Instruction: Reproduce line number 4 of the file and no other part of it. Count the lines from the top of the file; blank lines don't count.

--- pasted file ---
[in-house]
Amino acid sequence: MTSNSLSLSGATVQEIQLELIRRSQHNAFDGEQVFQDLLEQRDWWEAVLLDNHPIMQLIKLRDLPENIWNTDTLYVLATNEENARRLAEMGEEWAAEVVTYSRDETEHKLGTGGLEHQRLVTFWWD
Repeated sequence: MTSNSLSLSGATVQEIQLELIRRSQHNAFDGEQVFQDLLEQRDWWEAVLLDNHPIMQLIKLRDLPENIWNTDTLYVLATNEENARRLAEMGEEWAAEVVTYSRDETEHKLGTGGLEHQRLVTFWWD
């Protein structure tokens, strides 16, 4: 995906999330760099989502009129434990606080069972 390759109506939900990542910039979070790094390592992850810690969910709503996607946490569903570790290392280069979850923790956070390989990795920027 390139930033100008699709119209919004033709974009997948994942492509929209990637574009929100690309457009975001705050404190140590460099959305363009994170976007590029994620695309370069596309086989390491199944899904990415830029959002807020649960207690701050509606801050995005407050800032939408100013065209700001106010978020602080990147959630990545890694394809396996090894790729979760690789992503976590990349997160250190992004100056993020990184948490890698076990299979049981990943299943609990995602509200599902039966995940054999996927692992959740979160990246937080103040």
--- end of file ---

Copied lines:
């Protein structure tokens, strides 16, 4: 995906999330760099989502009129434990606080069972 390759109506939900990542910039979070790094390592992850810690969910709503996607946490569903570790290392280069979850923790956070390989990795920027 390139930033100008699709119209919004033709974009997948994942492509929209990637574009929100690309457009975001705050404190140590460099959305363009994170976007590029994620695309370069596309086989390491199944899904990415830029959002807020649960207690701050509606801050995005407050800032939408100013065209700001106010978020602080990147959630990545890694394809396996090894790729979760690789992503976590990349997160250190992004100056993020990184948490890698076990299979049981990943299943609990995602509200599902039966995940054999996927692992959740979160990246937080103040």